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Create Data-Aware Applications in "Avalon"—the Windows Presentation Foundation : Page 2

In WPF you can bind UI elements to a wide variety of data sources, including XML data, Web services, as well as databases. Learn how data-binding works in the Windows Presentation Foundation with this sample project using an XML data source.


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Binding to an External XML Source
The previous example shows how you can bind an XML data island to the various controls in your WPF application. One problem with using an XML data island within the application is that any changes to the XML data will require the application to be modified/compiled. A better approach would be to store the XML data in an external file and then reference it within the application. For example, you could save the XML data in a file called RSS.xml and then reference it within the application as:

<XmlDataSource x:Key="RSSData" Source="RSS.xml" XPath="/rss/channel" />

Dynamically Loading the XML Source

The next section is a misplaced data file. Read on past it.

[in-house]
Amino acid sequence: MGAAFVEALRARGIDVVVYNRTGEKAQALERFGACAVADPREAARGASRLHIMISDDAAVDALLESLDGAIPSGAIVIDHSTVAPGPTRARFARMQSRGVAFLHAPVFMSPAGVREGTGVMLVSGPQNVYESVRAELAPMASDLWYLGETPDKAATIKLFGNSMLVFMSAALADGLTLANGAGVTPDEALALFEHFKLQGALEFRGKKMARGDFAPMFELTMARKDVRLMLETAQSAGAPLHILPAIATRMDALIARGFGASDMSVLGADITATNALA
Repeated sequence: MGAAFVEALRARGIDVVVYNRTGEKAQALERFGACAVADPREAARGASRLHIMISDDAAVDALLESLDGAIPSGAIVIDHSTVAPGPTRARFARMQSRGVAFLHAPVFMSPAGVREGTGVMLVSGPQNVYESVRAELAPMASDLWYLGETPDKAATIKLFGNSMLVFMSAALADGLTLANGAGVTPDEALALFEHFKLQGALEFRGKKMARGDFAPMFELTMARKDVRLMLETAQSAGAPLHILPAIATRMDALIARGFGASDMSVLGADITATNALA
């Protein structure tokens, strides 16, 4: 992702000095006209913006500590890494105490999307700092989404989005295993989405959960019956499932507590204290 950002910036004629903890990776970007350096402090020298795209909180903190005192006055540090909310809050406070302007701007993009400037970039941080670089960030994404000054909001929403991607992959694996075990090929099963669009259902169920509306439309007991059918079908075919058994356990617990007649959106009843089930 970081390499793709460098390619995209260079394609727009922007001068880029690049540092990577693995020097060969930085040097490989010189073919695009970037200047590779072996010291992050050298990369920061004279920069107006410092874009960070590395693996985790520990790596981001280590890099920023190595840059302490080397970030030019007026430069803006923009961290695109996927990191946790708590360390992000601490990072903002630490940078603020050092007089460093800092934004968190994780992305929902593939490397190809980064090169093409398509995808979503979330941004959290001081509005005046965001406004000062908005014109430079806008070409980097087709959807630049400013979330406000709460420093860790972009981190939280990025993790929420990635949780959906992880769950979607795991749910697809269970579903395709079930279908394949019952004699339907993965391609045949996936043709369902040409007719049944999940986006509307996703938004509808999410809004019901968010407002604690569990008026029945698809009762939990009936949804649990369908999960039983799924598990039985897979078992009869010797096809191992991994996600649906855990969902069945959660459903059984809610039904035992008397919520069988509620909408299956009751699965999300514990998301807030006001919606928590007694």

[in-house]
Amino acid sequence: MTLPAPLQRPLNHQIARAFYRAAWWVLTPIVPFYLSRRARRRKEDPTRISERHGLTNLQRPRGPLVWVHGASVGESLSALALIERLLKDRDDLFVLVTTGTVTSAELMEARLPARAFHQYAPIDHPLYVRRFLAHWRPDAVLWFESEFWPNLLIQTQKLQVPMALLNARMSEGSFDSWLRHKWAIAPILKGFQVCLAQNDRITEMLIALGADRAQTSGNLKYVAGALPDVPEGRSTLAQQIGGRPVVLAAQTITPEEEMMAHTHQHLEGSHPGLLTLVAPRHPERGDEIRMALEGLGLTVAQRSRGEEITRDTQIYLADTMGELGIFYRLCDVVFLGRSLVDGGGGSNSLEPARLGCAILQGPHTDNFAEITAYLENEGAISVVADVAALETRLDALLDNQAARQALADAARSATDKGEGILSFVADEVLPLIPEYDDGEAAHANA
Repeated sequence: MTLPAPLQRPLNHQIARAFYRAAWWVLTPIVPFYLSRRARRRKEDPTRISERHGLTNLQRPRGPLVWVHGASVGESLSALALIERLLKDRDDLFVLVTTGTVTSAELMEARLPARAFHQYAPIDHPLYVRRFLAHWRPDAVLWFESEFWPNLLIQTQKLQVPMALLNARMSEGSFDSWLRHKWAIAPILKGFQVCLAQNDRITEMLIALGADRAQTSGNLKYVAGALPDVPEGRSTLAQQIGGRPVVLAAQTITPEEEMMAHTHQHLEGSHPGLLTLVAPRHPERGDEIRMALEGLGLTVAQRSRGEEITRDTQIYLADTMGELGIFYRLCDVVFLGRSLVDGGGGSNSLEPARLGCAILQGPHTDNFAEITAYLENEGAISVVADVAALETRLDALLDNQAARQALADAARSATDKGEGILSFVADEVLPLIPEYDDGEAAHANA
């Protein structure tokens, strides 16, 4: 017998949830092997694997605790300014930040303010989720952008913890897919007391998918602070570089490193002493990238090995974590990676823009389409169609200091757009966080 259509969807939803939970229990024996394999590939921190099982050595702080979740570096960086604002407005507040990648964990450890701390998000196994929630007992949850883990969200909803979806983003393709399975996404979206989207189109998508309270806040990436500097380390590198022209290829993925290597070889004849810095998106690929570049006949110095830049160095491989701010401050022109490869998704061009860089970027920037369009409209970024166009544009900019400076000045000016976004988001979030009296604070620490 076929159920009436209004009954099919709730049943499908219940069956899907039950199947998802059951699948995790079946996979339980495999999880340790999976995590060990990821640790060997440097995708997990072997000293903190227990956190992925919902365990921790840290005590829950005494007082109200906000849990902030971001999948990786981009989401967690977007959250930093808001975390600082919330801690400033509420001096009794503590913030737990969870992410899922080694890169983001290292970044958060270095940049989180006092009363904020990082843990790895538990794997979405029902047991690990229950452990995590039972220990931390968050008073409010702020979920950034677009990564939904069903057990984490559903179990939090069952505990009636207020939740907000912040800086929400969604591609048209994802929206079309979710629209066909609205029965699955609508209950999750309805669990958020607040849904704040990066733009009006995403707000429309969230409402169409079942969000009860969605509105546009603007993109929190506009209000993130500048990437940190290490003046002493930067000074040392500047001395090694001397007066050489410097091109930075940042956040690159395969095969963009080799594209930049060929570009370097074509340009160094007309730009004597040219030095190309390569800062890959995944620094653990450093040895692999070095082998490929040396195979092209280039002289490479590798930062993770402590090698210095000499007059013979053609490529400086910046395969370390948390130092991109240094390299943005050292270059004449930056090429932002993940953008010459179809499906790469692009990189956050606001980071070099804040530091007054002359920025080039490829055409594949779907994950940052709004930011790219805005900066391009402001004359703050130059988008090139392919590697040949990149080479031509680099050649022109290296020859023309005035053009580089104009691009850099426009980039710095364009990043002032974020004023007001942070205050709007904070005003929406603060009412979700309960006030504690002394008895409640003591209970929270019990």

While you can reference an external XML file, a better approach would be to dynamically load the XML document from a URL. In this case, you would modify your <XmlDataSource> element as:

<XmlDataSource x:Key="RSSData" Source="http://services.devx.com/outgoing/devxfeed.xml" XPath="/rss/channel" />

Try using the following URLs and see that the application loads a different set of RSS items each time: Going Further
In this article, you have seen how data-binding works in WPF. For those who want to take the sample application further, consider modifying the application to allow users to select from a list of URLs (instead of manually modifying the source of the XML document). Otherwise, I encourage you to download the sample code and see for yourself how data binding works in WPF.





Wei-Meng Lee is a Microsoft MVP and founder of Developer Learning Solutions, a technology company specializing in hands-on training on the latest Microsoft technologies. He is an established developer and trainer specializing in .NET and wireless technologies. Wei-Meng speaks regularly at international conferences and has authored and coauthored numerous books on .NET, XML, and wireless technologies. He writes extensively on topics ranging from .NET to Mac OS X. He is also the author of the .NET Compact Framework Pocket Guide, ASP.NET 2.0: A Developer's Notebook (both from O'Reilly Media, Inc.), and Programming Sudoku (Apress). Here is Wei-Meng's blog.
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